“Risk brings out the ingenuity and resourcefulness which ensure success.”
— Robert Rawls
“There are men climbing around in the top of your tree!” Darla reported with excitement when I answered the front door that morning. She knew the tree surgeons were coming to remove our giant oak that day, but the sight of them working in the lofty branches was still amazing to her.
“I’ve been afraid to look,” I confessed.
“DON’T! Don’t look!” Darla knows how nervous I can get.
Despite this good advice, a few hours later I could not resist stepping outside to see how things were going. Through our large back windows, I had seen HUGE branches lowered to the ground by the crane, so I figured they might be getting to a point where most of the tree was gone and it wouldn’t be terrifying to watch. Bad assumption on my part.
That tree was so tall that, even after the top part of it was gone, it was still dizzying to watch the climber walking around up there, attaching the crane before sawing the branches or trunk. It was so fascinating that I could not pull myself away — and in fact, true to form, I had to go for my camera. I’ve never been to the circus, but I can’t imagine it being more thrilling than this. I only wish I had photographed the whole thing from the beginning, when the tree still towered over all the others.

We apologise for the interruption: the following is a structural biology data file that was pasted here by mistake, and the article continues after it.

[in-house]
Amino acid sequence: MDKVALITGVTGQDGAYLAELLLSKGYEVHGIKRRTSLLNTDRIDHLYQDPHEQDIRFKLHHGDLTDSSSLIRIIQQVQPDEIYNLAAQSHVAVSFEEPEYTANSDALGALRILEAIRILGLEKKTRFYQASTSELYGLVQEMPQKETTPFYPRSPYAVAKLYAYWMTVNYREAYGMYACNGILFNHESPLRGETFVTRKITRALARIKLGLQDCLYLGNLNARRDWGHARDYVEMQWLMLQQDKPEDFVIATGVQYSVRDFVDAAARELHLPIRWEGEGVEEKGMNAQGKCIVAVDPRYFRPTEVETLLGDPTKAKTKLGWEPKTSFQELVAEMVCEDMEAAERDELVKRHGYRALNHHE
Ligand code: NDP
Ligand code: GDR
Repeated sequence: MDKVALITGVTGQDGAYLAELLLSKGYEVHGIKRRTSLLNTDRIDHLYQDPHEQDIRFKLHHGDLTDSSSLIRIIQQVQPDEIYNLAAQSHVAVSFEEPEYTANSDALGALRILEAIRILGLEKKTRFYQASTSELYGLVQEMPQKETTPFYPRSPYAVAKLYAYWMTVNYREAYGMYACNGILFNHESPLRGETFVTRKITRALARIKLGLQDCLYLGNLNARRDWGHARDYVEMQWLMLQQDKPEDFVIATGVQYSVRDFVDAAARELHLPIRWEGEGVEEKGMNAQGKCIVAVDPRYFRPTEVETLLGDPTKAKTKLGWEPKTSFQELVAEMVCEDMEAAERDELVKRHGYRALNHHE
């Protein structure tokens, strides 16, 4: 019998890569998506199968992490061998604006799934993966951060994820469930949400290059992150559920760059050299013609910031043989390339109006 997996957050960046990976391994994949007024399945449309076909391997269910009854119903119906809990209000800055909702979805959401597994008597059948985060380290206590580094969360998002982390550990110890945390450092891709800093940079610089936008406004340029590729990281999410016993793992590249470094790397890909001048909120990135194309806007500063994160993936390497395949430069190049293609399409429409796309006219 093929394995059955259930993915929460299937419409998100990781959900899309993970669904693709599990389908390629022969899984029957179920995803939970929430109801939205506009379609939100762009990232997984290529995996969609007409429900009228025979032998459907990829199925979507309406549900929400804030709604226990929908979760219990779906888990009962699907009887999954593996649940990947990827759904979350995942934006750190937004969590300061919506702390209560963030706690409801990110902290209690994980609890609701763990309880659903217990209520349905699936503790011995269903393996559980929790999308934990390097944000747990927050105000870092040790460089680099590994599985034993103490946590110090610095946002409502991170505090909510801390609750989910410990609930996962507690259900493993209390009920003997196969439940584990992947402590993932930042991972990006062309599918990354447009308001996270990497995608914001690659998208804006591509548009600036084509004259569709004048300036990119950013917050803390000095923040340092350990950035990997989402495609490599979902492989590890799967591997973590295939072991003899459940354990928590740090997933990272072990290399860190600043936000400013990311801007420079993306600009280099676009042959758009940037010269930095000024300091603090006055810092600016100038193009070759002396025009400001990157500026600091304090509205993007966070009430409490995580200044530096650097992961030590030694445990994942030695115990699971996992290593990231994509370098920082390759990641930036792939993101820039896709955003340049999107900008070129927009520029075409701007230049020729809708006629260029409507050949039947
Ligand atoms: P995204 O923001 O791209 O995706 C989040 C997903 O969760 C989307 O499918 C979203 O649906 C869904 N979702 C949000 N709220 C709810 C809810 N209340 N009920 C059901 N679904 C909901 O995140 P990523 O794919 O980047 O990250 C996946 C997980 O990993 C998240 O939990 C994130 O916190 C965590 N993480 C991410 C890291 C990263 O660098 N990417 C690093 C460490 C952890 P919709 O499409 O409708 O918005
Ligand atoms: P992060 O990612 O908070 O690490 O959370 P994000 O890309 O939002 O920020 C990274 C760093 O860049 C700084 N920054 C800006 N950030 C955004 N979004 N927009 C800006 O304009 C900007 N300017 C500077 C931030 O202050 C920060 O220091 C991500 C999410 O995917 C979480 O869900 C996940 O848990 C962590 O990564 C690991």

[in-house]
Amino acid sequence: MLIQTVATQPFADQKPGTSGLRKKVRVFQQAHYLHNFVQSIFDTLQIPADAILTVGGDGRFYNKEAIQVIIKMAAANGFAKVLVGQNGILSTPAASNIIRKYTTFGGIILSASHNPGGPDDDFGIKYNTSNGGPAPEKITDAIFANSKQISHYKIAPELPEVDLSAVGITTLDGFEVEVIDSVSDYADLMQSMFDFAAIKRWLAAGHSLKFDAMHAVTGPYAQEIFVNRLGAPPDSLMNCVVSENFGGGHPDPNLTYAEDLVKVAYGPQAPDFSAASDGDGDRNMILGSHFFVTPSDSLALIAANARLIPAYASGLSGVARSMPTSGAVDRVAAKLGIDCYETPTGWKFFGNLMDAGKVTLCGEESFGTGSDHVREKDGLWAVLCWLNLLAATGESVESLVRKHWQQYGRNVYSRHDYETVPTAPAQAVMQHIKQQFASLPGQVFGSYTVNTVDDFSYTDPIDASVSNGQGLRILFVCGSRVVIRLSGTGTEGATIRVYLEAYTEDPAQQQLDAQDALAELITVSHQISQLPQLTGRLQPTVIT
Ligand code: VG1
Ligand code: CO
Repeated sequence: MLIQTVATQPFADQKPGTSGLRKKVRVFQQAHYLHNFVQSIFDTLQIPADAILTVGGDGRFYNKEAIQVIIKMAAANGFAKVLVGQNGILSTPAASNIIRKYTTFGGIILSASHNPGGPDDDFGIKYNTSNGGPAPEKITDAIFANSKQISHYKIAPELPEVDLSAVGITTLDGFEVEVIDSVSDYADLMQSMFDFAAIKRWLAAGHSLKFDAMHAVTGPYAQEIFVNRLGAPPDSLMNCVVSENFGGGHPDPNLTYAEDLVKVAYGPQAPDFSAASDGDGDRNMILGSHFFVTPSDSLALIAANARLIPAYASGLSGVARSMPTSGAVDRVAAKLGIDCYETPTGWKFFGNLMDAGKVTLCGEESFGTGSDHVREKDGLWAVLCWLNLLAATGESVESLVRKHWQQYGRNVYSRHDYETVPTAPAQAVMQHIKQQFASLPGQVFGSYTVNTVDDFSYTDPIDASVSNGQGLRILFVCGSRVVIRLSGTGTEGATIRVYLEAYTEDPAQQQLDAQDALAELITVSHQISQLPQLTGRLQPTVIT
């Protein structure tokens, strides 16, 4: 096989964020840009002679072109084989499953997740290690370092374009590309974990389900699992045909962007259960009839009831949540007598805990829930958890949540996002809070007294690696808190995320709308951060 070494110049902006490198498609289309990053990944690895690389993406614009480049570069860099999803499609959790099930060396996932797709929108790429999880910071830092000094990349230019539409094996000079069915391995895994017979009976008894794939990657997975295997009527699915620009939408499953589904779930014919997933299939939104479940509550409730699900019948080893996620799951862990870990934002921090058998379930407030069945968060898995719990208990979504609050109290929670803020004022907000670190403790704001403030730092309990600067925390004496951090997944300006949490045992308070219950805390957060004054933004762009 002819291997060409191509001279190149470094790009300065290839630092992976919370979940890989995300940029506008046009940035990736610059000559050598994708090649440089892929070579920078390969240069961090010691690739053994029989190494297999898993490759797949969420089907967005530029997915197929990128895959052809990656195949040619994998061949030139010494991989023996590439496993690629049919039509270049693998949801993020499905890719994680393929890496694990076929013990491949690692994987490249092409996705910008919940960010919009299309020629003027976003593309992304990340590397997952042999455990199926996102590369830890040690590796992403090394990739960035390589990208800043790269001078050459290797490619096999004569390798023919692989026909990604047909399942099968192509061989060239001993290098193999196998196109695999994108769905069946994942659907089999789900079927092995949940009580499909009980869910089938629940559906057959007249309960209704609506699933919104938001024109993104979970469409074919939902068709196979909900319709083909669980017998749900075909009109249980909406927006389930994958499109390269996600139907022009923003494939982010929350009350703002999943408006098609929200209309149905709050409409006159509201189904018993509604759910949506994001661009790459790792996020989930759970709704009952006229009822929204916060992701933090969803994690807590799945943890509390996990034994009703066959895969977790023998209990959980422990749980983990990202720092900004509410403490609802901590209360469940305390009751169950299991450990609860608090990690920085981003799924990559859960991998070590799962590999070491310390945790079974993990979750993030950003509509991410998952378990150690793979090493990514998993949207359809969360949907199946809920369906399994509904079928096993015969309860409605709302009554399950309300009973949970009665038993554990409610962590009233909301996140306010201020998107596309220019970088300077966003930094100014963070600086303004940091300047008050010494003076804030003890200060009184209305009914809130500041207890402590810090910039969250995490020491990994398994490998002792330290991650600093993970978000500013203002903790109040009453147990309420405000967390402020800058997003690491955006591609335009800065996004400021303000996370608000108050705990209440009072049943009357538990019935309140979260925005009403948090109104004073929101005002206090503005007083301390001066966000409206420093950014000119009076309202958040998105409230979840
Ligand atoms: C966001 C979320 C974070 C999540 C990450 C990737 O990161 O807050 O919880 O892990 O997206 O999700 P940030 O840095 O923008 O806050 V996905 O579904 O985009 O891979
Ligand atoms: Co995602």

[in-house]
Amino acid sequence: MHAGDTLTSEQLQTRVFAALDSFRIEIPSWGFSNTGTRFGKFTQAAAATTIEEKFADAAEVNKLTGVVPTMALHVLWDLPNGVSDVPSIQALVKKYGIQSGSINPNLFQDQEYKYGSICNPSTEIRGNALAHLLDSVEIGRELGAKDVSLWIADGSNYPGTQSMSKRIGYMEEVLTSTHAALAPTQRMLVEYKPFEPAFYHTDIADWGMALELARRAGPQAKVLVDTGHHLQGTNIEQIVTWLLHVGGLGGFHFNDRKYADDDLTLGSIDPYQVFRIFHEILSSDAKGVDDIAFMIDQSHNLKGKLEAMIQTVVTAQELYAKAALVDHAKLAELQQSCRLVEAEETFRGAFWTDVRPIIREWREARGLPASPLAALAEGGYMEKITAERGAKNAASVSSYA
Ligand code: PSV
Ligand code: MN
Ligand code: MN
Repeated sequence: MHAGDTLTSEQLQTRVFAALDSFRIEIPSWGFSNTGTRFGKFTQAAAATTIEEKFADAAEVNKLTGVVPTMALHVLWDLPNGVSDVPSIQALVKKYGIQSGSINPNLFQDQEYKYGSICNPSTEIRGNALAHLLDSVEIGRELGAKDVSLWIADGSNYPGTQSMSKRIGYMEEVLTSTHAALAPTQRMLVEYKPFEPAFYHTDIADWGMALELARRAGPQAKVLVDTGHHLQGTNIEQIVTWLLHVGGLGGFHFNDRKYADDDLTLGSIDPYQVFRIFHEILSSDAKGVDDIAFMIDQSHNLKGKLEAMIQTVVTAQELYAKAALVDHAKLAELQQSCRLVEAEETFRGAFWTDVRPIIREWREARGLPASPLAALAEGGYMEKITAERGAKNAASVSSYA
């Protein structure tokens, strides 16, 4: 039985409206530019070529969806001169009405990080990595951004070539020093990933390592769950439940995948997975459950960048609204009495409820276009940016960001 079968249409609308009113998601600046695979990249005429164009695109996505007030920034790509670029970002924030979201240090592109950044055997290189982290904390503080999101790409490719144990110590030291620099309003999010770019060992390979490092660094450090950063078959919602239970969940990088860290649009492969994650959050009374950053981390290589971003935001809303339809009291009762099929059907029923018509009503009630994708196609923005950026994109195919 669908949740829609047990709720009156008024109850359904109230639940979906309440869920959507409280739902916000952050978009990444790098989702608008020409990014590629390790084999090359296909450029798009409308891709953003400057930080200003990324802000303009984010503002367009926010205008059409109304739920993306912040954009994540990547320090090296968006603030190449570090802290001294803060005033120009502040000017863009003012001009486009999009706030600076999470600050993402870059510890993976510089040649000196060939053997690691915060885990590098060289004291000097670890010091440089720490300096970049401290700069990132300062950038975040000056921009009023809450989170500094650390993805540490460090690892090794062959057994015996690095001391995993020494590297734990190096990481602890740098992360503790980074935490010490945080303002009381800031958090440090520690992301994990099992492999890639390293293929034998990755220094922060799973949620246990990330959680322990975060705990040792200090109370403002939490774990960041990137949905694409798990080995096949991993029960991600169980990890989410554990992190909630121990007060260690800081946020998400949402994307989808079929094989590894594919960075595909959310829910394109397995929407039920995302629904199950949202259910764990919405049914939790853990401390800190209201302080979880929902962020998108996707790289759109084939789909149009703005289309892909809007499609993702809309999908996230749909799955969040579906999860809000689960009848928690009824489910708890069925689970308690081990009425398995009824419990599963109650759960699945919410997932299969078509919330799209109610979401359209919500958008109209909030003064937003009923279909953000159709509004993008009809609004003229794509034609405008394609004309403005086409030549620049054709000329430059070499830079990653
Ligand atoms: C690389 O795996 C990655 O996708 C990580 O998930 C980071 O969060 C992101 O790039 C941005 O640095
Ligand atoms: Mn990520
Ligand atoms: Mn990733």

One thing that made it somewhat less frightening was the expertise and precision with which they went about the task. Clearly, these folks knew what they were doing. I had somehow imagined someone standing safely inside a cherry-picker sawing all the branches off, but I guess that doesn’t work when there are trunks that weigh several thousand pounds being removed (the heaviest piece they took that day weighed over 8000 pounds).
I felt tremendously grateful that there are people who make a career of knowing how to go about such momentous tasks. Ditto for construction workers who build skyscrapers, or first responders who tackle wildfires, or any number of valiant people who are willing to face the considerable risks inherent in keeping our world going.
Watching these tree professionals at work, I realized the truth of what Rawls says about ingenuity and resourcefulness. Whoever designed the tools and methods, as well as those who spent the many hours of practice it would take to get good at using them, displayed determined competence that benefits all of us. While their efficiency did not inspire me to learn tree work, it did encourage me to become better at what I have to do.